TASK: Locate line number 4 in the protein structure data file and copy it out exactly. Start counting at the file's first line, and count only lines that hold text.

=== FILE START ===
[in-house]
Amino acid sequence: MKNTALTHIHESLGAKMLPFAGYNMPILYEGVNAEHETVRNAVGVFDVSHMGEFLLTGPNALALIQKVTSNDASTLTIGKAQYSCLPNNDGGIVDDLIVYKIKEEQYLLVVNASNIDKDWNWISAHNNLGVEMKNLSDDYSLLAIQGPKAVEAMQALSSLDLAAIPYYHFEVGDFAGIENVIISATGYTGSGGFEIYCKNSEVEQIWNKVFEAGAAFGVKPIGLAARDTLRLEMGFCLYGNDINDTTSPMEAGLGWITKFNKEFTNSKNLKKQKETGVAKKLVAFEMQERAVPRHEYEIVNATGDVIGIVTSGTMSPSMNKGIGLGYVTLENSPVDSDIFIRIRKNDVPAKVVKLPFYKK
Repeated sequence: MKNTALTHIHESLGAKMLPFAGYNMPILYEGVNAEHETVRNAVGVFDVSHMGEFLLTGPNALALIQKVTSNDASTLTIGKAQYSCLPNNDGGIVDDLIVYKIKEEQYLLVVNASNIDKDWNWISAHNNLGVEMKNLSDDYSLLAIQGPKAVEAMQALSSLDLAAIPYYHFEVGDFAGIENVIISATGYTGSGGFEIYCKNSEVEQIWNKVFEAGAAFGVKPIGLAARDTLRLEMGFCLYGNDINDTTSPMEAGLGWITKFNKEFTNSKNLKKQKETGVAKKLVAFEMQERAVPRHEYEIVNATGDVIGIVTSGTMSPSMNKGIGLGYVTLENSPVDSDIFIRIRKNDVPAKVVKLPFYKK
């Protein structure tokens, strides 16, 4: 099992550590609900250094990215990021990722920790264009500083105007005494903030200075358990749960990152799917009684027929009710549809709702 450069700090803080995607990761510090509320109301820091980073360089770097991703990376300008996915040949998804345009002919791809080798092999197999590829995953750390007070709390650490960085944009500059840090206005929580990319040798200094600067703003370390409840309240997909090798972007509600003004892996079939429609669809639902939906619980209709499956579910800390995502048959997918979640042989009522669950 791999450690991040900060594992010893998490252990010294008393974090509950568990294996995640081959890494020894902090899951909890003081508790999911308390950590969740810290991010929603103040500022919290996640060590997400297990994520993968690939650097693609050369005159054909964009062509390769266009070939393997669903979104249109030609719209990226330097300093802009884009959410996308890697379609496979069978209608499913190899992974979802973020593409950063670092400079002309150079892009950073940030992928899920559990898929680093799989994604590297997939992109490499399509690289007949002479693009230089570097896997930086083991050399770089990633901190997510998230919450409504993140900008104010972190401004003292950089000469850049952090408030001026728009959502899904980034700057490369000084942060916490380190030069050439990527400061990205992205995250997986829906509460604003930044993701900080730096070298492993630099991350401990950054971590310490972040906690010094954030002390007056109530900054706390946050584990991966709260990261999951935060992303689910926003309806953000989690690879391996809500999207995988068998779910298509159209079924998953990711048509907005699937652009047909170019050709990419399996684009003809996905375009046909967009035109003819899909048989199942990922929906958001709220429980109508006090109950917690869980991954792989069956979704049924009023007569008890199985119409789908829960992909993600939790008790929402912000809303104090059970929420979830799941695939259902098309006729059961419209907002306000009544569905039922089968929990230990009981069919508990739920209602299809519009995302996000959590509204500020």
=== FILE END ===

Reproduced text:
């Protein structure tokens, strides 16, 4: 099992550590609900250094990215990021990722920790264009500083105007005494903030200075358990749960990152799917009684027929009710549809709702 450069700090803080995607990761510090509320109301820091980073360089770097991703990376300008996915040949998804345009002919791809080798092999197999590829995953750390007070709390650490960085944009500059840090206005929580990319040798200094600067703003370390409840309240997909090798972007509600003004892996079939429609669809639902939906619980209709499956579910800390995502048959997918979640042989009522669950 791999450690991040900060594992010893998490252990010294008393974090509950568990294996995640081959890494020894902090899951909890003081508790999911308390950590969740810290991010929603103040500022919290996640060590997400297990994520993968690939650097693609050369005159054909964009062509390769266009070939393997669903979104249109030609719209990226330097300093802009884009959410996308890697379609496979069978209608499913190899992974979802973020593409950063670092400079002309150079892009950073940030992928899920559990898929680093799989994604590297997939992109490499399509690289007949002479693009230089570097896997930086083991050399770089990633901190997510998230919450409504993140900008104010972190401004003292950089000469850049952090408030001026728009959502899904980034700057490369000084942060916490380190030069050439990527400061990205992205995250997986829906509460604003930044993701900080730096070298492993630099991350401990950054971590310490972040906690010094954030002390007056109530900054706390946050584990991966709260990261999951935060992303689910926003309806953000989690690879391996809500999207995988068998779910298509159209079924998953990711048509907005699937652009047909170019050709990419399996684009003809996905375009046909967009035109003819899909048989199942990922929906958001709220429980109508006090109950917690869980991954792989069956979704049924009023007569008890199985119409789908829960992909993600939790008790929402912000809303104090059970929420979830799941695939259902098309006729059961419209907002306000009544569905039922089968929990230990009981069919508990739920209602299809519009995302996000959590509204500020």